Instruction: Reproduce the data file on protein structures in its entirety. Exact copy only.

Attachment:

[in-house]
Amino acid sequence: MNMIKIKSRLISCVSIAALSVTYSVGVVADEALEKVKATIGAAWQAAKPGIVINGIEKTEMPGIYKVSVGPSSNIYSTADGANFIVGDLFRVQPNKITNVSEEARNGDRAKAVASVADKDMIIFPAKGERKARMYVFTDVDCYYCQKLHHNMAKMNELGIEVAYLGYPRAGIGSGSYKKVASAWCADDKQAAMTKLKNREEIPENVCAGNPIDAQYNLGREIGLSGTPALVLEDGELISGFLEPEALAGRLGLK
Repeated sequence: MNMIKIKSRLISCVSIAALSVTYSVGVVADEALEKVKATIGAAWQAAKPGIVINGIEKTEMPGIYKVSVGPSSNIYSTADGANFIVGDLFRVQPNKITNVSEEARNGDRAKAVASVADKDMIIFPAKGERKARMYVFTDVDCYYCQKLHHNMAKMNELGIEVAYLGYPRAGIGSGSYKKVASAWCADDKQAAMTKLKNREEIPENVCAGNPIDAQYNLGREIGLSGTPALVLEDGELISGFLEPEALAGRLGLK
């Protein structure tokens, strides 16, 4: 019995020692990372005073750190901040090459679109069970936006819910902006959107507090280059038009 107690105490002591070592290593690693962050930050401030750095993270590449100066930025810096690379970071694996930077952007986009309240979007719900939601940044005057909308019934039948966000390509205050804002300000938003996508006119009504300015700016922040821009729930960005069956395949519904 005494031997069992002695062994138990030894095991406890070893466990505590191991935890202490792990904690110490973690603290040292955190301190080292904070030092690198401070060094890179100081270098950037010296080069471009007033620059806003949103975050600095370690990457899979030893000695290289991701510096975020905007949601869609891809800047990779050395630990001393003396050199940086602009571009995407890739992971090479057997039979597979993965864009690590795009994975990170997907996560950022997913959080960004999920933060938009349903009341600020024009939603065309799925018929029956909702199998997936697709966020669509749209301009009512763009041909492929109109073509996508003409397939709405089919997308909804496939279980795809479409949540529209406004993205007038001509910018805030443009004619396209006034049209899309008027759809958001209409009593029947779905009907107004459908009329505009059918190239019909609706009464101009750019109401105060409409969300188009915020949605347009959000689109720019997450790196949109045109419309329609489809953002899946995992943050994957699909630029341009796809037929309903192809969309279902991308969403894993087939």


[in-house]
Amino acid sequence: MNMIKIKSRLISCVSIAALSVTYSVGVVADEALEKVKATIGAAWQAAKPGIVINGIEKTEMPGIYKVSVGPSSNIYSTADGANFIVGDLFRVQPNKITNVSEEARNGDRAKAVASVADKDMIIFPAKGERKARMYVFTDVDCYYCQKLHHNMAKMNELGIEVAYLGYPRAGIGSGSYKKVASAWCADDKQAAMTKLKNREEIPENVCAGNPIDAQYNLGREIGLSGTPALVLEDGELISGFLEPEALAGRLGLK
Repeated sequence: MNMIKIKSRLISCVSIAALSVTYSVGVVADEALEKVKATIGAAWQAAKPGIVINGIEKTEMPGIYKVSVGPSSNIYSTADGANFIVGDLFRVQPNKITNVSEEARNGDRAKAVASVADKDMIIFPAKGERKARMYVFTDVDCYYCQKLHHNMAKMNELGIEVAYLGYPRAGIGSGSYKKVASAWCADDKQAAMTKLKNREEIPENVCAGNPIDAQYNLGREIGLSGTPALVLEDGELISGFLEPEALAGRLGLK
């Protein structure tokens, strides 16, 4: 019995020692990372005073750190901040090459679109069970936006819910902006959107507090280059038009 107690105490002591070592290593690693962050930050401030750095993270590449100066930025810096690379970071694996930077952007986009309240979007719900939601940044005057909308019934039948966000390509205050804002300000938003996508006119009504300015700016922040821009729930960005069956395949519904 005494031997069992002695062994138990030894095991406890070893466990505590191991935890202490792990904690110490973690603290040292955190301190080292904070030092690198401070060094890179100081270098950037010296080069471009007033620059806003949103975050600095370690990457899979030893000695290289991701510096975020905007949601869609891809800047990779050395630990001393003396050199940086602009571009995407890739992971090479057997039979597979993965864009690590795009994975990170997907996560950022997913959080960004999920933060938009349903009341600020024009939603065309799925018929029956909702199998997936697709966020669509749209301009009512763009041909492929109109073509996508003409397939709405089919997308909804496939279980795809479409949540529209406004993205007038001509910018805030443009004619396209006034049209899309008027759809958001209409009593029947779905009907107004459908009329505009059918190239019909609706009464101009750019109401105060409409969300188009915020949605347009959000689109720019997450790196949109045109419309329609489809953002899946995992943050994957699909630029341009796809037929309903192809969309279902991308969403894993087939």